This Arabian night begins with a covey of silk-clad, little girl dancers in a take on the classic party scene that opens the Nutcracker and the enchanted powers that send Clara and the Prince (Ciara Cheli-Colando and Brian Smith) into a land where visions of Turkish delight abound. The entertainment is fit for a sultan and a sultana. The battle scene between the rats (led by the rat queen) and the tin soldiers is being danced by Deeta and Modern Gypsy, an Oriental style belly dance troupe from Redding and the Humboldt Rockers, who combine break dancing with Tahtee, an Egyptian martial art form with sticks. (It was so cool last year.)
This performance is all about the magic of childhood and the joy that comes from being a devotee to the art of dance. Nutcracker: Arabian Nights, Redwood Raks, in the Old Creamery Building, at Eighth and L streets, Arcata, Saturday, Dec. 8, 2 p.m. and 7 p.m. and Sunday, Dec. 9, 2 p.m. Redwood Raks is a small venue, so reservations are suggested. For more information call (707) 616-6876 or go to www.redwoodraks.com.
In December all roads lead to The Nutcracker -- old school -- danced to the original Tchaikovsky score, and in our corner of the world performed by North Coast Dance under the artistic direction of Danny Furlong. This year's series of performances begins on Friday, Dec. 14, running through Wednesday, Dec. 18. The Nutcracker probably has been done more times than any ballet in history and there is only so much innovation a choreographer can introduce when mounting a traditional version. Beyond the story of Clara and the prince and the rat king, it is the performances that make the whole shebang click or not.
Furlong is known for his sharp eye in bringing stellar talent from the Bay Area to fill some of the principal roles, along with coaxing big performances from his company members, apprentices and younger students. The Nutcracker is really one big party with its own hierarchy, with dancers advancing year by year to more challenging roles. This year all bets are on instructor Nancy Call's Level Five ballet students, who are one notch away from apprenticeship in the company. In the spring, these pre-teens, still new to pointe work, were lovely in the Fairy Variations, from the Sleeping Beauty Ballet. It is an exquisite moment in a young ballerina's life, when the grace and strength of approaching womanhood is so delicate yet ardently expressed. Should be dazzling. North Coast Dance presents the Nutcracker at The Arkley Center for the Performing Arts, 412 G St., Eureka. On Friday, Dec. 14, the ticket includes an opening night reception at 6:30 p.m. followed by the performance at 8 p.m. Saturday, Dec. 15, is a special 4 p.m. matinee, with cookies and a chance to meet the cast. Performances continue on Sunday, Dec. 16, with a 2 p.m. matinee, and on Tuesday, Dec. 18, and Wednesday, Dec. 19, at 7 p.m. Adults $20, children $12. For tickets call (707) 442-1956 or go to www. arkleycenter.com.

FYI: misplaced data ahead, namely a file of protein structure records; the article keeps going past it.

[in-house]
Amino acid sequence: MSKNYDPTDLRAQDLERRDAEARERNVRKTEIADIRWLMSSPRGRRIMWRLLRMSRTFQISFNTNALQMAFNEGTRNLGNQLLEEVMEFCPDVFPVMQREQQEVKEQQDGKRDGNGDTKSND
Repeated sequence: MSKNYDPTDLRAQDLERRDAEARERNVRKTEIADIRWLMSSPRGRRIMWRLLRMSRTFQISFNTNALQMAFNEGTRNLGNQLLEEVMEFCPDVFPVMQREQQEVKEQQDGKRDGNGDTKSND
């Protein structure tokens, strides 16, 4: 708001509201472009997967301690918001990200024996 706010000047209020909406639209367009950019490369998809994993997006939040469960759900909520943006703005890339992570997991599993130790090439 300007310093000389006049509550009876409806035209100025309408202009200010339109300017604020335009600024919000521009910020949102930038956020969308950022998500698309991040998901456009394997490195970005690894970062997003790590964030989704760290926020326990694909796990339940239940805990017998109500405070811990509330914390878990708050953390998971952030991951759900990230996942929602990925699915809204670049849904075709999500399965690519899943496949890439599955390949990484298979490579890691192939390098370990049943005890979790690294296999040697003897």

The Saturday before Christmas the Trinity Ballet Academy of McKinleyville returns with its seasonal show, A Christmas Star, at the Eureka High Auditorium. Academy director Greta Leverett has been producing Christmas ballets in Humboldt County since 2000, after a career in Los Angeles, where she performed with the Anaheim Ballet. A Christmas Star weaves together variations from the Nutcracker with Leverett's own Dances of Noel into an original story about a young girl's dreams that harken back to the first Christmas. It's a warm way to celebrate the dark days of winter. Trinity Ballet Academy presents A Christmas Star, Saturday, Dec, 22, at 3 p.m. at the Eureka High Auditorium, 1915 J Street. Call the studio at 839-1816 for information about purchasing tickets. Tickets, also, available at the door the day of the show, doors open at 2:30 p.m.